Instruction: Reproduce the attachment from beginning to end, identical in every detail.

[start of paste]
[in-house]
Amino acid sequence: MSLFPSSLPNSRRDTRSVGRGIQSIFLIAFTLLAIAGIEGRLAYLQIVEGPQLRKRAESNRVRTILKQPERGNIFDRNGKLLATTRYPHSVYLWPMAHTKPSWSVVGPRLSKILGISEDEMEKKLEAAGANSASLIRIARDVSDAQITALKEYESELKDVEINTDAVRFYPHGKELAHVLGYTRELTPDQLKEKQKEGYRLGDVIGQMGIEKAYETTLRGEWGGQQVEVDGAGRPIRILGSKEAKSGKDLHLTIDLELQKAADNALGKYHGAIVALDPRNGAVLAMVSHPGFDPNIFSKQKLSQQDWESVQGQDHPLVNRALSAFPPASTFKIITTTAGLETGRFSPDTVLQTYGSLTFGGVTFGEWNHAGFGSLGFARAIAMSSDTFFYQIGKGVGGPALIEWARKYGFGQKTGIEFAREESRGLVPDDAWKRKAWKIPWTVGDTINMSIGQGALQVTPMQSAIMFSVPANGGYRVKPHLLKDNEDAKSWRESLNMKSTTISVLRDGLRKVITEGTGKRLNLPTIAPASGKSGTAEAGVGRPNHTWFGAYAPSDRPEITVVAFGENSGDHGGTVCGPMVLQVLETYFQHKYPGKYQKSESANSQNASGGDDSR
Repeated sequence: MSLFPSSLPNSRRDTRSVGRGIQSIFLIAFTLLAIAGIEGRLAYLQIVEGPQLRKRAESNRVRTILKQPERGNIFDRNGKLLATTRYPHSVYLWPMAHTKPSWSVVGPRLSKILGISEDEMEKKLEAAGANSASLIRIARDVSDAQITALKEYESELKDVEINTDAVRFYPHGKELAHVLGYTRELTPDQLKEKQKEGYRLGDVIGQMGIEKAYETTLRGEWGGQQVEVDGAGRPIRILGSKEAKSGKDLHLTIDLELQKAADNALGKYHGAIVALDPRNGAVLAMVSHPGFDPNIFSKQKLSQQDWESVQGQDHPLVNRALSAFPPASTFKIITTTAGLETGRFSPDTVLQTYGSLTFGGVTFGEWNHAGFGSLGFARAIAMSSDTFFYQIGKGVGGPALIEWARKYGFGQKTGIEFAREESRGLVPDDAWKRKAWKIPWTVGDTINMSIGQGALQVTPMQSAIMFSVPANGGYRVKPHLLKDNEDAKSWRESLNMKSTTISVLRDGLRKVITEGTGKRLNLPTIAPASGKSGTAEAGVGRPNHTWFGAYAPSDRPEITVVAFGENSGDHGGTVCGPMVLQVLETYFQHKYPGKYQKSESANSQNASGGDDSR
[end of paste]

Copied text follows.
[in-house]
Amino acid sequence: MSLFPSSLPNSRRDTRSVGRGIQSIFLIAFTLLAIAGIEGRLAYLQIVEGPQLRKRAESNRVRTILKQPERGNIFDRNGKLLATTRYPHSVYLWPMAHTKPSWSVVGPRLSKILGISEDEMEKKLEAAGANSASLIRIARDVSDAQITALKEYESELKDVEINTDAVRFYPHGKELAHVLGYTRELTPDQLKEKQKEGYRLGDVIGQMGIEKAYETTLRGEWGGQQVEVDGAGRPIRILGSKEAKSGKDLHLTIDLELQKAADNALGKYHGAIVALDPRNGAVLAMVSHPGFDPNIFSKQKLSQQDWESVQGQDHPLVNRALSAFPPASTFKIITTTAGLETGRFSPDTVLQTYGSLTFGGVTFGEWNHAGFGSLGFARAIAMSSDTFFYQIGKGVGGPALIEWARKYGFGQKTGIEFAREESRGLVPDDAWKRKAWKIPWTVGDTINMSIGQGALQVTPMQSAIMFSVPANGGYRVKPHLLKDNEDAKSWRESLNMKSTTISVLRDGLRKVITEGTGKRLNLPTIAPASGKSGTAEAGVGRPNHTWFGAYAPSDRPEITVVAFGENSGDHGGTVCGPMVLQVLETYFQHKYPGKYQKSESANSQNASGGDDSR
Repeated sequence: MSLFPSSLPNSRRDTRSVGRGIQSIFLIAFTLLAIAGIEGRLAYLQIVEGPQLRKRAESNRVRTILKQPERGNIFDRNGKLLATTRYPHSVYLWPMAHTKPSWSVVGPRLSKILGISEDEMEKKLEAAGANSASLIRIARDVSDAQITALKEYESELKDVEINTDAVRFYPHGKELAHVLGYTRELTPDQLKEKQKEGYRLGDVIGQMGIEKAYETTLRGEWGGQQVEVDGAGRPIRILGSKEAKSGKDLHLTIDLELQKAADNALGKYHGAIVALDPRNGAVLAMVSHPGFDPNIFSKQKLSQQDWESVQGQDHPLVNRALSAFPPASTFKIITTTAGLETGRFSPDTVLQTYGSLTFGGVTFGEWNHAGFGSLGFARAIAMSSDTFFYQIGKGVGGPALIEWARKYGFGQKTGIEFAREESRGLVPDDAWKRKAWKIPWTVGDTINMSIGQGALQVTPMQSAIMFSVPANGGYRVKPHLLKDNEDAKSWRESLNMKSTTISVLRDGLRKVITEGTGKRLNLPTIAPASGKSGTAEAGVGRPNHTWFGAYAPSDRPEITVVAFGENSGDHGGTVCGPMVLQVLETYFQHKYPGKYQKSESANSQNASGGDDSR